SpaceX's flight capsule, Dragon, is already contracted to fly 12 cargo-only missions to the space station, and just last year the spacecraft became the first commercially developed spacecraft to return from Earth orbit.
Last week, NASA astronauts began getting up close with the spacecraft they may fly aboard in the future. Work is now under way to send humans into space aboard the Dragon to the ISS and possibly further. In 2011, NASA's Commercial Crew Program (CCP) signed a Space Act Agreement with SpaceX to enhance Dragon's capabilities to include the transportation of humans to the International Space Station and other low Earth orbit destinations and potentially your next vacation.
Recently SpaceX invited NASA into its factory in Hawthorne, Calif., to check out a prototype of the Dragon crew capsule, modified for humans with with seats, lighting, environmental controls, life support systems, displays, cargo racks, and mock control panels.
Here, NASA astronaut Rex Walheim peers out an open hatch in the SpaceX Dragon spacecraft.
During a visit to the SpaceX factory in Hawthorne, Calif., NASA astronauts and flight experts check out the seven-person seating crew quarters in SpaceX's Dragon spacecraft.
On top, from left, are NASA Crew Survival Engineering Team Lead Dustin Gohmert, NASA astronauts Tony Antonelli and Lee Archambault, and SpaceX Mission Operations Engineer Laura Crabtree. On bottom, from left, are SpaceX Thermal Engineer Brenda Hernandez and NASA astronauts Rex Walheim and Tim Kopra.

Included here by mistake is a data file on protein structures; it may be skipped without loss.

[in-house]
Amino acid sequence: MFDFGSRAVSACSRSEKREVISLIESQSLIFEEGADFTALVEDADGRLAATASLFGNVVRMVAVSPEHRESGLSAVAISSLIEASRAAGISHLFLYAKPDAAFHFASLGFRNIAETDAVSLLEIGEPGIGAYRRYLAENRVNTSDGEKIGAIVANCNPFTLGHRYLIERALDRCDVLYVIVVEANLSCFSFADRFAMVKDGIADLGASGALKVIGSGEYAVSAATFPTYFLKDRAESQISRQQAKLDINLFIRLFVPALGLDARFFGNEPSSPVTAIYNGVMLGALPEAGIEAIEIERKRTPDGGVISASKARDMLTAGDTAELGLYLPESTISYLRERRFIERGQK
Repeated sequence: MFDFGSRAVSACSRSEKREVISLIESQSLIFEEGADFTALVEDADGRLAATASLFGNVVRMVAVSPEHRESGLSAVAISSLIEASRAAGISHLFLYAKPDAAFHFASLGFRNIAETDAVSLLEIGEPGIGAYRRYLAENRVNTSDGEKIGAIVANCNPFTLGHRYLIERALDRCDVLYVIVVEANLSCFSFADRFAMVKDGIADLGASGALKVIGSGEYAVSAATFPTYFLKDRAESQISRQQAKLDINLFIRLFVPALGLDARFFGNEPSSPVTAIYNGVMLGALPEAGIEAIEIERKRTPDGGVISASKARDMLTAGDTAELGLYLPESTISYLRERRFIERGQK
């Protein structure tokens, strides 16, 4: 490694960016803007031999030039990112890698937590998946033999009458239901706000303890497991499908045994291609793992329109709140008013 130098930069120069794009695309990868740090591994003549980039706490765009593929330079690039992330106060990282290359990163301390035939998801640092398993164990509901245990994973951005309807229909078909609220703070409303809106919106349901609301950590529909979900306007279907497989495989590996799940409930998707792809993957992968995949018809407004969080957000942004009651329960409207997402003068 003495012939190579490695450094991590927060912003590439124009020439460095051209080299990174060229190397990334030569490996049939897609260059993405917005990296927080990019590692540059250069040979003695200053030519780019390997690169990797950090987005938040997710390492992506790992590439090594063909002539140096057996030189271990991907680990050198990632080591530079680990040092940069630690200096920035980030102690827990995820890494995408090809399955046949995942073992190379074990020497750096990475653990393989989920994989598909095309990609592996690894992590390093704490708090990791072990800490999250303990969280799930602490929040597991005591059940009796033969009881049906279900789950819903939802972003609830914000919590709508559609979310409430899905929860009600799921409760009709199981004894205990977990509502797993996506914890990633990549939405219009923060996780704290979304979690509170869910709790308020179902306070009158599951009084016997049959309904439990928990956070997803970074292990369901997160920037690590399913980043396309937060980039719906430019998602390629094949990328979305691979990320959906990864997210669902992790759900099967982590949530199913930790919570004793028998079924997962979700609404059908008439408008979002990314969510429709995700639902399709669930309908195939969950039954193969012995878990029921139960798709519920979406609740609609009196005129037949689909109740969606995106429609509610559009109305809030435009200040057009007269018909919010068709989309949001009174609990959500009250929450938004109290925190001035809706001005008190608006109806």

SpaceX and NASA conducted a review of the Dragon crew vehicle layout using the Dragon engineering model equipped with seats and representations of crew systems.
Last week, SpaceX announced that it is preparing for an April 30 launch of a mission dubbed COTS 2/3, with plans for docking with the International Space Station on May 3. SpaceX has already contracted two cargo missions for this year, the first of which is tentatively scheduled for July.
There are 16 flights scheduled through 2015, but the upcoming COTS 2/3 mission to the International Space Station will show whether the company has the backbone to support commercial space missions going forward.